Part of the problem is that not all smartphone manufacturers have supported the technology -- Apple, for example, has yet to release an NFC-equipped phone.
Another stumbling block has been a tug-of-war between mobile network operators and payment service providers over customer ownership.
Traditionally, contactless mobile payments have been enabled via a smart chip -- called secure element -- usually residing in the device's SIM card. This made mobile network operators intrinsic to the NFC ecosystem. It also allowed them to start offering digital payment solutions, much to the dismay of financial institutions.
Yet, the banks' position has been given a boost recently after the introduction of a new technology called host card emulation (HCE), which permits the hosting of payment credentials in the cloud. This allows banks to deploy mobile NFC products bypassing the need for a secure element -- crucially, Visa and MasterCard have embraced the technology while Google has included in its Android Kit Kat operating system.
"Whether in all circumstance that's going to be the right approach to pay is the subject of debate at the moment," says Clarke. "The core of the debate is over whether somebody's payment details can safely be stored and used in a cloud-based environment, or if we still need to have a security module in the phone itself."
Future is here?
Away from NFC, another futuristic option being mooted is Bluetooth low energy (BLE). Already tested in the marketing arena, the technology allows the transmission of messages directly to a nearby smartphone.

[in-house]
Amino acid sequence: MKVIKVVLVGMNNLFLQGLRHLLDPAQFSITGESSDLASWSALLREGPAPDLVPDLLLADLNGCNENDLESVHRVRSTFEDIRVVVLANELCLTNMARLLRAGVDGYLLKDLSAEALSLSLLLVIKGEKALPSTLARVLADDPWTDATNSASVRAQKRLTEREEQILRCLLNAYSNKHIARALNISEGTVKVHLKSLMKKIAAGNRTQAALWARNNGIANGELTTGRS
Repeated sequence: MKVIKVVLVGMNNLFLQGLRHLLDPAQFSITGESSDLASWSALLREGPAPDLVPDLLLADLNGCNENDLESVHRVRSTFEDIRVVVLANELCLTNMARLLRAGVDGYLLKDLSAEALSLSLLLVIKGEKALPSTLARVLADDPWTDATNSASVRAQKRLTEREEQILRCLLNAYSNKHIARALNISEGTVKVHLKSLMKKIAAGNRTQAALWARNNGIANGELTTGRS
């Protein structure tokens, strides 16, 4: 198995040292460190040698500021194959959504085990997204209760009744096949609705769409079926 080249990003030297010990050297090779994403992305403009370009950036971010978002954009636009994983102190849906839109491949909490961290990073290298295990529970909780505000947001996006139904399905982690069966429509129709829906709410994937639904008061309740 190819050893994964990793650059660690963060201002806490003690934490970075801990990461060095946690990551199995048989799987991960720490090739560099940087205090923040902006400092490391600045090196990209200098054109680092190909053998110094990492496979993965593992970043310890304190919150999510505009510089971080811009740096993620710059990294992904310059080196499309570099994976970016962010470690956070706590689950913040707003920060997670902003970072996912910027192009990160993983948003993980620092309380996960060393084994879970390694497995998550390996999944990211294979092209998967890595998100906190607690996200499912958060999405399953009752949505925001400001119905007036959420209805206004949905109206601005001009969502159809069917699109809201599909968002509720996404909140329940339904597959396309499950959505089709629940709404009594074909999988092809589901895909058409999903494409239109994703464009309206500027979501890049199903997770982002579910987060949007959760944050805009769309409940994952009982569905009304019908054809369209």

Yet, lately it is also being used in payments -- PayPal has recently introduced Beacon, a BLE hardware device that allows buyers to conduct hands-free transactions
without checking-in. The idea behind it is that upon entering a store, the PayPal app on your smartphone seamlessly connects with the PayPal Beacon. A vibration or sound lets you know that you're checked in, while paying for goods doesn't require any cash or cards -- all you need to do is verify the purchase using voice recognition.
If this all sounds too futuristic for you, how would you feel if you just used your veins to pay for goods? After being used to verify the IDs of smartphone and computer users, as well as in airports and government buildings, biometric systems have also started entering the fast-moving world of payments.
Developed by Swedish engineer Fredrik Leifland, Quixter is a new biometric solution that aims to eliminate the need to carry a card or device completely. It allows you to make a transaction in just a few seconds by determining your ID based on the vein patterns in your palm -- all you need to is enter the last four digits of your phone number and then simply press your hand over the device's sensor.
"Combining biometrics and mobile phones is something that could also take off really well," says Clarke. "Yet, it is very early in terms of saying which one people are going to favor."